Faithful to Science

blog on science and religion

Demonizing religion

The attitude I am promoting in this blog is to admit that what passes for “religion” in the world is a mixed bag, some of it bad, terrible; some of it good, wonderful. It runs to both extremes (and so does atheism). I have also offered other words as a help to get at what “religion” is meant to be about. I have offered the word “reconnection”, for example, which I got from Brian McLaren’s helpful book, “Naked Spirituality”. My own favourite word for it is “recognition”. You can see a longer definition on the Home page of this blog.

In this post I want to comment on the practice of demonizing religion. To “demonize” is to portray as wicked or threatening, and the term is especially appropriate when this is done thoughtlessly or automatically, as if it is an agreed thing.

I noticed a small but telling example in a physics lecture at Oxford University. The lecture was about the concept of emergence, and the fact that Newton’s formulation, in which large-scale behaviour is derived from equations of motion of microscopic constituent particles, does not always work. The lecturer attributed the grand style of Newton’s contribution in part to Newton’s religious commitments, but what is interesting, what is really telling, is that the lecturer did not do that in order to celebrate the tremendously insightful contribution of that style. No, he only mentioned ‘religion’ when he wanted to point out the sense in which Newton’s approach does not work. Newton’s religion did not need to be mentioned when the lecturer celebrated the profound and important work which Newton’s Principia achieved. But when the lecturer invited us to think about emergence in effective field theory—a style of physical reasoning not correctly captured by the sort of approach adopted in Principia—then he chose to mention Newton’s religion, putting it in the role of limiter or misleader (but not promoter of what Newton got right).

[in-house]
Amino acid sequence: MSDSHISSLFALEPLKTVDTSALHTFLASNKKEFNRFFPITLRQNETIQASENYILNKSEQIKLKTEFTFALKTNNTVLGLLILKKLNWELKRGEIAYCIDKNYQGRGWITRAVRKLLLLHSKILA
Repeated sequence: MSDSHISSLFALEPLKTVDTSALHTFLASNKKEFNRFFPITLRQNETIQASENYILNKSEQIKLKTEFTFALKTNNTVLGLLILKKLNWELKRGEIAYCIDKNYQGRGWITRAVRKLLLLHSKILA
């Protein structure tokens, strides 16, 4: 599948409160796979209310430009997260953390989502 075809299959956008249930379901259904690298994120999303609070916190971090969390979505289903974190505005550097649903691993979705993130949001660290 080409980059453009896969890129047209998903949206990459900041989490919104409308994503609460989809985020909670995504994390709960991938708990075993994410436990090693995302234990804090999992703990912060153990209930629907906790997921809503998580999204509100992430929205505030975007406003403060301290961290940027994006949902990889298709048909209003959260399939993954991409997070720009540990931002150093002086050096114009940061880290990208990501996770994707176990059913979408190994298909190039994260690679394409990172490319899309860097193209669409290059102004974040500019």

You see, for a certain mind-set, ‘religion’ is always the bogey-man: as long as Newton’s physics was right, then he was not religious, or only incidentally so. Then as soon as we decide that Newton’s physics was wrong after all, then suddenly we can call him religious, or invoke his religious commitments. It is almost beyond parody.




This diagram is there simply because it is used to illustrate an effective field theory described by Junhyun Lee and Subir Sachdev in Phys. Rev. Lett. 114, 226801 (2015) .



1 Comment

  1. It is indeed! Couldn’t agree more and as someone interested in the interface between religion, philosophy and science I can confirm this is the case – at least in my experience. Of course this is particularly manifest in UK – the same is not necessarily true say in Italy or Poland where religion is part of life, not some troublesome oddity to be eradicated by the utopian march of science and secularims. It doesn’t of course help that sometimes one sees barely veiled arrogance in relation to the southern Europeans or Catholics. Interestingly enough I am neither Italian nor a Catholic nor English nor Anglican, which I believe gives my observation at least some objectivity – or so I hope. The dominant ‘English narrative’ (for want of a better description) is that religion is troublesome; better choose cricket. The real trouble of course is that choosing cricket doesn’t help with those who choose religion – and so we have the current climate where Christians are villified while Islam is appeased.

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